Since these cheques are considered cash advances, they incur interest from the date posted to the account, so by using a cheque, the cardholder would incur some interest expense.

With this offer, a CIBC Dividend Card holder could earn 50 Dividend Dollars (payable later) by incurring $75.81 in interest cost (payable now), which is the bank’s intended outcome. In fact, the only way Dividend Card holders really ‘win’ with this offer is to use a cheque as specified and then immediately deposit the equivalent amount to their Dividend Card account to minimize the interest charge.

This campaign merely provides more evidence to the conclusion that financial services marketing is a highly competitive business… one where building relationships is important to one’s long-term success. But, to build relationships, one must begin with credible messages.

David Foley is a marketing consultant and an instructor in database marketing at York University in Toronto. He may be reached at (416) 253-1224; by fax at (416) 253-4637 or via e-mail at

In Brief: The Garden picks CDs to take on daily creative leadership

Plus, Naked names two new leaders of its own and Digital Ethos comes to Canada.

The Garden promotes two creative directors

ACDs Lindsay Eady and Francheska Galloway-Davis have taken over responsibility for day-to-day creative leadership at The Garden after being promoted to creative director roles.

The pair will also help develop the agency’s creative talent, formalizing mentorship and leadership activities they have been doing since joining the agency four and three years ago, respectively. In addition to creating the agency’s internship program, the pair have worked on campaigns for Coinsquare, FitTrack and “The Coke Challenge” campaign for DanceSafe.

Eady and Galloway-Davis will continue to report to The Garden’s co-founder and chief creative officer Shane Ogilvie, who is stepping back from daily creative duties to a more high-level strategic role, allowing him to focus on client relationships and business growth.

Naked Creative Consultancy names new creative and strategy leadership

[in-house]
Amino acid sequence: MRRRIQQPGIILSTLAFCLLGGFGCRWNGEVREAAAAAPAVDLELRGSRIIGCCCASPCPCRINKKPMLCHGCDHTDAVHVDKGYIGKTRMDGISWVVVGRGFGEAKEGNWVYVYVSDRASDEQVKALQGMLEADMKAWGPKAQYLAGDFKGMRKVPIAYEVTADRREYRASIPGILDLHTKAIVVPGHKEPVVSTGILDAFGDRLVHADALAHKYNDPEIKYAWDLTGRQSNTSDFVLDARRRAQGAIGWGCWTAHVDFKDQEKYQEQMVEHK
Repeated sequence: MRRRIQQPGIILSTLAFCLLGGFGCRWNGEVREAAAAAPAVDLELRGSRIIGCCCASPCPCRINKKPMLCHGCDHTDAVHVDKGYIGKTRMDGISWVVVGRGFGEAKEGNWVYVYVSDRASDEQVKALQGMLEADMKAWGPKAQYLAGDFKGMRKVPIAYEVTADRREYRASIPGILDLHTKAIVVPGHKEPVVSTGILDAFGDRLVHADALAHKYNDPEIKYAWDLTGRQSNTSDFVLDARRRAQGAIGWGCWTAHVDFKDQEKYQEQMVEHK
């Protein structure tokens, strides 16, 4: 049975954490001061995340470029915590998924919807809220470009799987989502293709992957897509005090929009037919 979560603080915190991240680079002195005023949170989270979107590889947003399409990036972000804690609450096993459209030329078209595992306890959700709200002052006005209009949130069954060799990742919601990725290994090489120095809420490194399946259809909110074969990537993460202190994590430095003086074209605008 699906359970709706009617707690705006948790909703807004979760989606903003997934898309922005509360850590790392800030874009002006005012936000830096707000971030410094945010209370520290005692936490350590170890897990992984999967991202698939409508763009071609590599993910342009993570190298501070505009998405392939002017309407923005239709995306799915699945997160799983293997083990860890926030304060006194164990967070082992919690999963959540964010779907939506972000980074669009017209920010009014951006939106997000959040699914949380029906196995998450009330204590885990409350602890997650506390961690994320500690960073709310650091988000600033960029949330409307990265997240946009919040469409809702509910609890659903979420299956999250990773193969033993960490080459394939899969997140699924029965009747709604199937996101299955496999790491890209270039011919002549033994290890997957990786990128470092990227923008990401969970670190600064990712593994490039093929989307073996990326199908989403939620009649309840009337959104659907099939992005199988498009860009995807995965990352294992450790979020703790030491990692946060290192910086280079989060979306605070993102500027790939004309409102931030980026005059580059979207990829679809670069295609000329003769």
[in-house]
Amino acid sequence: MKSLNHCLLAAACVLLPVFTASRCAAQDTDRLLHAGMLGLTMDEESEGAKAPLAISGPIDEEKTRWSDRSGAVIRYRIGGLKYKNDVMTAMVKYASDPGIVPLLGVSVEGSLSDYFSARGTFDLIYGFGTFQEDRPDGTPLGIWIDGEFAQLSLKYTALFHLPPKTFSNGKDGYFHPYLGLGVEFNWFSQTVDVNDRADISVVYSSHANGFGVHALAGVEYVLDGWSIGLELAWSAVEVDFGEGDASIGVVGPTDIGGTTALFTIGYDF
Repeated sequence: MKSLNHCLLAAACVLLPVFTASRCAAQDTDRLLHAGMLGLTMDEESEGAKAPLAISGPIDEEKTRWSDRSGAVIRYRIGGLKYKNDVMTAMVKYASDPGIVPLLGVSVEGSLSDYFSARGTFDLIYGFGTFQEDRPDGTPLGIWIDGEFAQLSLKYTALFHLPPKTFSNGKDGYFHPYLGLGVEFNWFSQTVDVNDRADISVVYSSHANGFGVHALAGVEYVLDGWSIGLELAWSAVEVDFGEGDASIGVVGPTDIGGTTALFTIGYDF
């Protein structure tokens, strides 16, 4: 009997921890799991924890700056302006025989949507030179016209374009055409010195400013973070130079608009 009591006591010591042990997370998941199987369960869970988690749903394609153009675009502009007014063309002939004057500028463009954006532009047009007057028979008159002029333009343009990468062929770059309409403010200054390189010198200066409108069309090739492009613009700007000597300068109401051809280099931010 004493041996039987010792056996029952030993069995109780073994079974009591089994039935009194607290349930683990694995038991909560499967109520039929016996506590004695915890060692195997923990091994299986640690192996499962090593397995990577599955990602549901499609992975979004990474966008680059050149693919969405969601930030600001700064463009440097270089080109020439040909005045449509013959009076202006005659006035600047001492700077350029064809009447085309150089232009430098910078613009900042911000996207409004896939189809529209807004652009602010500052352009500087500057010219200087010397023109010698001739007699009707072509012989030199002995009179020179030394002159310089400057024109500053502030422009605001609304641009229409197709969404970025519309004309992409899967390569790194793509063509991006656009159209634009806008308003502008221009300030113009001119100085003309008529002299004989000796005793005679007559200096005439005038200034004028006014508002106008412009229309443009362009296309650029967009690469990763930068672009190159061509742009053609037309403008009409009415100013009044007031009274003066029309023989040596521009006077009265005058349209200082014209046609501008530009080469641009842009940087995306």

Toronto’s Naked Creative Consultancy has hired Yasmin Sahni as its new creative director. She is taking over creative leadership from David Kenyon, who has been in the role for 10 years and is moving into a new role as director of strategy, leading the discipline at the agency.

Sahni is coming off of three years as VP and ECD at GTB’s Toronto office, where she managed all the retail, social and service creative for Ford Canada. She previously managed both Vice Media and Vice’s in-house ad agency Virtue.

Peter Shier, president of Naked, says Sahni’s hiring adds to its creative bench and capabilities, as well as a track record of mentorship, a priority for the company. Meanwhile, Kenyon’s move to the strategy side, he says, makes sense because of his deep knowledge of its clients, which have included Ancestry and The Globe and Mail.

Digital Ethos opens a Toronto office

U.K. digital agency Digital Ethos is pursuing new growth opportunities in North America by opening a new office in Toronto.

Though it didn’t disclose them, the agency has begun serving a number of North American clients, and CEO/founder Luke Tobin says the “time was right to invest in a more formal and actual presence in the area.” whose services include design, SEO, pay-per-click, social media, influencer and PR,

This year, the agency’s growth has also allowed it to open an office in Hamburg, Germany, though it also has remote staff working in countries around the world.

Moray Hickes was the company’s first North American hire as VP of sales, tasked with business development in the region.